Weather / Avalanche, Ski, Alpine & Polar

What We Do

Campbell Scientific provides rugged, low-power measurement systems for many applications in snowy climates. Our systems measure snow depth, snow-water equivalent, air temperature, relative humidity, and wind speed and direction. This data is useful for displaying current weather conditions, identifying snow-making conditions, forecasting spring runoff and summer water availability, and modeling avalanche conditions. Learn more

Check out some awesome examples of what our equipment can do in this area

Systems

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Customize a System

Most of the systems we sell are customized. Tell us what you need and we'll help you configure a system that meets your exact needs.

More Details about Our Avalanche, Ski, Alpine & Polar Systems

Data loggers for unattended monitoring

Our monitoring stations are based around a programmable data logger (typically a CR1000 or CR3000) that measures the sensors, then stores and transmits the data. We designed our data loggers to provide a high level of station customisation. They have programmable execution intervals, operating temperature ranges down to -55°C, on-board instructions for commonly used sensors, and adequate input channels to accommodate many different sensor configurations.

CR1000

If needed, channel capacity can be expanded using multiplexers, including a model designed specifically for thermocouples. Our data loggers interface directly to most sensors, eliminating external signal conditioning. Powerful on-board instruction sets allow unattended control decisions based on time or conditional events. For example, peripherals such as heaters or specialised sensors can be actuated based on temperature, wind speed, solar radiation, or some other measured parameter or event. These instruction sets contain programmed algorithms that process measurements and output results in the desired units of measure. Wind vector, wet bulb, histogram, and sample on maxima or minima are all standard to the data logger instruction sets.

CR3000

Measurement processing and data storage are programmable, but measurements are typically processed and stored at hourly and daily intervals (e.g., maxima, minima, averages). True averages can be calculated and stored by the data loggers. Conditional outputs can also be processed and stored. For example, data can be stored at faster intervals based on events such as increased wind speeds or subnormal temperatures.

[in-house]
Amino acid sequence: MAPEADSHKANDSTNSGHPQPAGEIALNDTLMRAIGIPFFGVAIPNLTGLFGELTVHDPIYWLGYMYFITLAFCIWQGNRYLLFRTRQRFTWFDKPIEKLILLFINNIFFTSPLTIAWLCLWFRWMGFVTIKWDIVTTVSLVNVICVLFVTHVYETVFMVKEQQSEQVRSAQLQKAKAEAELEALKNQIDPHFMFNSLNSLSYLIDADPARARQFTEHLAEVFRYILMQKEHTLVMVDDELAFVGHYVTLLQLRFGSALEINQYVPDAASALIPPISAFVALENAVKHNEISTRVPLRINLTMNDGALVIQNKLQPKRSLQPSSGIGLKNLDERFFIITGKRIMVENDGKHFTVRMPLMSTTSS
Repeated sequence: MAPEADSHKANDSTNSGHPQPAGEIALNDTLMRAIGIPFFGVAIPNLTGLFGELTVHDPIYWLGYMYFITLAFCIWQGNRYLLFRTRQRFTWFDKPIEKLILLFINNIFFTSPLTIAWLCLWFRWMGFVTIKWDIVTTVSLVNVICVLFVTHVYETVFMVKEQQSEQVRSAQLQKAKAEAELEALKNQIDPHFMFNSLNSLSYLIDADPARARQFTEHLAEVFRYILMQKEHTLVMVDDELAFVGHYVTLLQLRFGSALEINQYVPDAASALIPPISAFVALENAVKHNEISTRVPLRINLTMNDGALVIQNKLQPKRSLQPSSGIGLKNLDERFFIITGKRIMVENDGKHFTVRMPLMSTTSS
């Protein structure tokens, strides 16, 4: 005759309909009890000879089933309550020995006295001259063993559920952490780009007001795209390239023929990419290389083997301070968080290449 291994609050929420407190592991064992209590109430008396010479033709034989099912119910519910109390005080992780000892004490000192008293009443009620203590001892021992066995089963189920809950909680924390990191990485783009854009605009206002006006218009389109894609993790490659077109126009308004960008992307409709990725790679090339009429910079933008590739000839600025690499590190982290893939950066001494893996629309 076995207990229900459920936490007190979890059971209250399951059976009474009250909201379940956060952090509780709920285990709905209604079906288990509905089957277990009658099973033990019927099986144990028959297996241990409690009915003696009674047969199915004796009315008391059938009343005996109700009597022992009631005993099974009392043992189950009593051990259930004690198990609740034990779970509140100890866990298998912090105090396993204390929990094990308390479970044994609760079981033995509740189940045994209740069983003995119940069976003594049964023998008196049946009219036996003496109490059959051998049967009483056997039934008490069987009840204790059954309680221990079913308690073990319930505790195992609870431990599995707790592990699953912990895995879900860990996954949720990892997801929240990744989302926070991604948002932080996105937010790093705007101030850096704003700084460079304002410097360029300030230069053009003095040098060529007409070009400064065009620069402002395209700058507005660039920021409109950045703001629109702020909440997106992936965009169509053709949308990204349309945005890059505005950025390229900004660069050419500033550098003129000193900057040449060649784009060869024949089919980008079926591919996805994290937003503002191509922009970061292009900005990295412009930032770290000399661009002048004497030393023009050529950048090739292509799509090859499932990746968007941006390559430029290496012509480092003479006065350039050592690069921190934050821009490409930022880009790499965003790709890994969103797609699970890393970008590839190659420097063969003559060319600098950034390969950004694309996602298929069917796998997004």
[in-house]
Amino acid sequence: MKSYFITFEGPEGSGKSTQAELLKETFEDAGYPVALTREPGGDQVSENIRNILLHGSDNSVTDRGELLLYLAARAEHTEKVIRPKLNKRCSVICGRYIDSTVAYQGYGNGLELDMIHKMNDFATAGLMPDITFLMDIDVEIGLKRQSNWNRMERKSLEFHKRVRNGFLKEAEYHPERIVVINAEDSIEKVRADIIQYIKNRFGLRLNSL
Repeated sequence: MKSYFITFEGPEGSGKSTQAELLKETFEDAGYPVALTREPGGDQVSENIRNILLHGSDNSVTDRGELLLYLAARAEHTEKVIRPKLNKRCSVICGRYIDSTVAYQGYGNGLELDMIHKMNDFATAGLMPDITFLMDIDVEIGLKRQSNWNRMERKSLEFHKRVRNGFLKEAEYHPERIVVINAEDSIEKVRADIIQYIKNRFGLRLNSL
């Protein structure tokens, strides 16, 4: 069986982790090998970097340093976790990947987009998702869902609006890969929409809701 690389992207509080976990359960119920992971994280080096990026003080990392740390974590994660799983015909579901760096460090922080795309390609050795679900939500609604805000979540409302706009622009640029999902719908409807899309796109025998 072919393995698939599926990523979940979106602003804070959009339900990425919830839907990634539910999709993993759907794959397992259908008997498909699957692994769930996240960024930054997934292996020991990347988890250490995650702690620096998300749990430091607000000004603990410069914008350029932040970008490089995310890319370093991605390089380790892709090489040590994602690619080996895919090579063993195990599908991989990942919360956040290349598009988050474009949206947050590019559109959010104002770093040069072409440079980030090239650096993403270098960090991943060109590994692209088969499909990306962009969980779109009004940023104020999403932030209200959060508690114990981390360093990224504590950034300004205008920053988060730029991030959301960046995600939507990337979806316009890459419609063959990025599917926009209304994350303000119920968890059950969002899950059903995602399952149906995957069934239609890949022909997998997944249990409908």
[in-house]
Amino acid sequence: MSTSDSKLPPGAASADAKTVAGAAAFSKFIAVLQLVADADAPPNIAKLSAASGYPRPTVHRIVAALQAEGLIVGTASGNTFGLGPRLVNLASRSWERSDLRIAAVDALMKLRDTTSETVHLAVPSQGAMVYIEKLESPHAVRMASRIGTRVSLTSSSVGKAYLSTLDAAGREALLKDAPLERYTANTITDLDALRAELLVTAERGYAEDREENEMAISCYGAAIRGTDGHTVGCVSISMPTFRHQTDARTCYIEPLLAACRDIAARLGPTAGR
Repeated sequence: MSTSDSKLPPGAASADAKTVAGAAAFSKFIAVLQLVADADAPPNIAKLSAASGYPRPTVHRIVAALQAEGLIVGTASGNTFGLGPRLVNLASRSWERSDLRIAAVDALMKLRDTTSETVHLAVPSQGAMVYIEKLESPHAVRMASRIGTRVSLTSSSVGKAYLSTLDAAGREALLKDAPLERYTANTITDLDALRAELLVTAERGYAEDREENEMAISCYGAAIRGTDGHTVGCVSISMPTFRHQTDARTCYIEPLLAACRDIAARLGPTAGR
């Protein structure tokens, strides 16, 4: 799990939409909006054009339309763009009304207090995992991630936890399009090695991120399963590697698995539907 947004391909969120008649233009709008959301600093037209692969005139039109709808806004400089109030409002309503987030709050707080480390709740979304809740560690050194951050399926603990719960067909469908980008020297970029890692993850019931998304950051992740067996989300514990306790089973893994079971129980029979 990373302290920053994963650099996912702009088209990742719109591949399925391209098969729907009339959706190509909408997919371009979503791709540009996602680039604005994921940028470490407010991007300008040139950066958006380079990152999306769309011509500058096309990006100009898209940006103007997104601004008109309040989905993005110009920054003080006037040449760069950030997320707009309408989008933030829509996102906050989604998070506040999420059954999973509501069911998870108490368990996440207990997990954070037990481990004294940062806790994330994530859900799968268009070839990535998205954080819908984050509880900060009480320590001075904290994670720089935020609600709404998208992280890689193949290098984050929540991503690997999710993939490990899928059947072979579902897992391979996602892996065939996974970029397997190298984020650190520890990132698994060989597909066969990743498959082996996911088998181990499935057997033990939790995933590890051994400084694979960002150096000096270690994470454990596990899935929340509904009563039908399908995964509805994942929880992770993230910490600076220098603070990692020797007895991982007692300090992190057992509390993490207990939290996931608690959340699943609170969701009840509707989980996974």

Sensors

Almost any sensor can be measured by our data loggers, allowing stations to be customised for each site. Typical sensors used with our stations include, but are not limited to: relative humidity, solar radiation, wind speed and direction, air temperature, water temperature, soil temperature, precipitation, snow depth, barometric pressure, soil moisture, as well as strain gauges, accelerometers, pressure transducers, GPS receivers, linear potentiometers, and many more.

Data Retrieval

We offer multiple communications options for data retrieval, allowing stations to meet exact needs. Telecommunication options include radio frequency, satellite (Argos, GOES), telephone (landline, voice-synthesized, cellular), short-haul, and multidrop. On-site options include storage module, laptop computer, and data logger keyboard/display. Robust error-checking and low-power use ensure your data arrives uncorrupted and as scheduled. We can even help you post your data to the Internet.

Software

Our Windows-based software simplifies data logger programming, data retrieval, and report generation. The data logger program can be modified at any time to accommodate different sensor configurations or new data processing requirements.

Case Studies

Alaska: Eddy Covariance
Scientists and land-use managers have long recognized the importance of forest lands for their role......read more
Utah 2002 Winter Olympics: Real-Time Weather Data
Forecasting and weather-data recording in preparation for the 2002 Olympic Winter Games allowed a unique......read more
Ten Mile Canyon, CO: Avalanche Forecasting
During the winter of 1991-92, a Campbell Scientific weather station provided important avalanche forecasting information......read more